How to Know the Birds: No. 15, The Incomparable Coolness and Supreme Glory of Roadrunners
• What: Greater Roadrunner, Geococcyx californianus
• When: Friday, August 23, 2019
• Where: Albuquerque, Bernalillo County, New Mexico
You could make the case that I shouldn’t have gone birding that Friday morning. I had a meeting to attend and a presentation to prep for; I had a crushing load of deadlines in the week ahead; and I was carless at a high-rise hotel at that mother-of-all-intersections of I-40 and I-25 in downtown Albuquerque.
You can probably guess the outcome.
I managed to Frogger my way across the interchange, then up a gravelly embankment, and past a dude asking for drugs, eventually arriving at this place:
I caught a bit of motion out the corner of my eye, looked across the canal, and saw this:
A roadrunner! Yay! The bird I’d come here specifically to see. I love roadrunners. I lived in New Mexico, long ago, and I love New Mexico, too. I’ve seen roadrunners in grasslands, in canyons, and in deserts of course, but there’s something weirdly bewitching about roadrunners in cities. By the way, Albuquerque is a big city. I wonder how many Easterners realize it’s bigger, by a wide margin, than Atlanta.
After a moment, the roadrunner got down to business, plucking a small lizard from the thin stretch of sorry-looking chaparral across the channel from where I was standing:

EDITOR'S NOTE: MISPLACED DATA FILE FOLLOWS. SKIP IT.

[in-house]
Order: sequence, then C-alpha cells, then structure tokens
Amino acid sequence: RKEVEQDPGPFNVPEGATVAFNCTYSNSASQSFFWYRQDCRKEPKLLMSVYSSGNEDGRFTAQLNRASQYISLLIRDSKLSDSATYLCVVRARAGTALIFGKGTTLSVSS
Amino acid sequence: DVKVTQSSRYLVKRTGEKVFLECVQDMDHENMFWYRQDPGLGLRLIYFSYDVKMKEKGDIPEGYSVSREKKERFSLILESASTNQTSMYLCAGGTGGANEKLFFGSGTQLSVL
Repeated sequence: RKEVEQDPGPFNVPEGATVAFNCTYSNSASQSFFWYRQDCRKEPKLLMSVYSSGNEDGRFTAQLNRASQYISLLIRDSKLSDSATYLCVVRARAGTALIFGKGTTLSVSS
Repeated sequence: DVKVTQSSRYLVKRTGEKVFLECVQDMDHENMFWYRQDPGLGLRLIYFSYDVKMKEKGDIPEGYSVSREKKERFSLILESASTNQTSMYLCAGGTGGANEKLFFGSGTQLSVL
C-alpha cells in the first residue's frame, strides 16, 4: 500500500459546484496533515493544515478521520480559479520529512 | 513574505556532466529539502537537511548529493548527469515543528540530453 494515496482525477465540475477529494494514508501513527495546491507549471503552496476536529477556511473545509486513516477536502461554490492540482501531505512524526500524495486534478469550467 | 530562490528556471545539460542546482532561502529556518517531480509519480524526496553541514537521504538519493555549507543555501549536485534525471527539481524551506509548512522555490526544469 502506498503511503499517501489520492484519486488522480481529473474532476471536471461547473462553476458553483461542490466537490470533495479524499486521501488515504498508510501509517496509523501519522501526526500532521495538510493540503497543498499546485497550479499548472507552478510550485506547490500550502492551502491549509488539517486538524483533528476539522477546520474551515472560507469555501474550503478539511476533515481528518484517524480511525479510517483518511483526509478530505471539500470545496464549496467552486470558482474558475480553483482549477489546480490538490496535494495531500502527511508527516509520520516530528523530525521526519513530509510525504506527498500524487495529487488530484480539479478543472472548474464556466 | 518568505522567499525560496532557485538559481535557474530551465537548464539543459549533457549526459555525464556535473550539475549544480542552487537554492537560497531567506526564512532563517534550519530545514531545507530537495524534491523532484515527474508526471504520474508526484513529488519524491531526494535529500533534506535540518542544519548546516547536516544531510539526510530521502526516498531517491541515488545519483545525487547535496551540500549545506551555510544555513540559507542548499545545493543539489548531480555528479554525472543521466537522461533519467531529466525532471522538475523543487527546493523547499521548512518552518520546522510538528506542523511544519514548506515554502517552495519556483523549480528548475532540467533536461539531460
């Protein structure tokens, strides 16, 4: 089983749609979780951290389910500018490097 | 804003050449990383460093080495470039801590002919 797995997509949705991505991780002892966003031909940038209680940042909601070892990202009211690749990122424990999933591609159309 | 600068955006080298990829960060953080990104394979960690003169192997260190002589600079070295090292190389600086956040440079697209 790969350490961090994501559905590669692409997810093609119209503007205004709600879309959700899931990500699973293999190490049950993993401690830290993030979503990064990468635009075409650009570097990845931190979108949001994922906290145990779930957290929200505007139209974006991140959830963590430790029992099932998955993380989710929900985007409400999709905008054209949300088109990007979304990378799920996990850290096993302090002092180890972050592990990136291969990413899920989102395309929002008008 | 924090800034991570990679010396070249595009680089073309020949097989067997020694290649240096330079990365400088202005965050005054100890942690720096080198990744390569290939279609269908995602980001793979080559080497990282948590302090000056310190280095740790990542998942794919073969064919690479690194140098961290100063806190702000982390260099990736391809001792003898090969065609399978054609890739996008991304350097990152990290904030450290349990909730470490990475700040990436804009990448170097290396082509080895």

The bird was also given to bouts of eccentricity:
It caught more lizards, it flipped its tail about expressively, and it did what roadrunners do best. It ran. Okay more of an easy canter, but still:
All by myself up there on the steep concrete berm above the low-flow canal, I couldn’t help myself: I pumped my fist into the air; I smiled widely and wildly; I exclaimed out loud, “That is the coolest bird in the world!” Actually, there was one other person in the general vicinity: the dude seeking drugs. I suppose I can see that he thought I was high on something. High on seeing a roadrunner.
The ground, I noticed, was shaking. You might be able to tell why from the excessive ambient noise in the video above. But if it’s not coming to you, here’s the deal:
That’s what was going on immediately below me and behind me. And a little farther out, the morning rush smack dab in the middle of one of America’s big cities:
Isn’t this the greatest thing about being a birder? Surrounded by traffic and construction, immersed in urban infrastructure, I found myself in the presence of what has to be just about the greatest bird in the ABA Area if not the whole planet.
Should I have gone birding that busy Friday morning? Was there ever even any doubt about it?
Ted Floyd is the longtime Editor of Birding magazine, and he is broadly involved in other programs and initiatives with the ABA. Ted has written 200+ magazine articles and 5 books, including How to Know the Birds (National Geographic, 2019). He is a frequent speaker at birding festivals and has served on several nonprofit boards. Join Ted here for his semimonthly spot, “How to Know the Birds,” celebrating common birds and the uncommonly interesting things they do.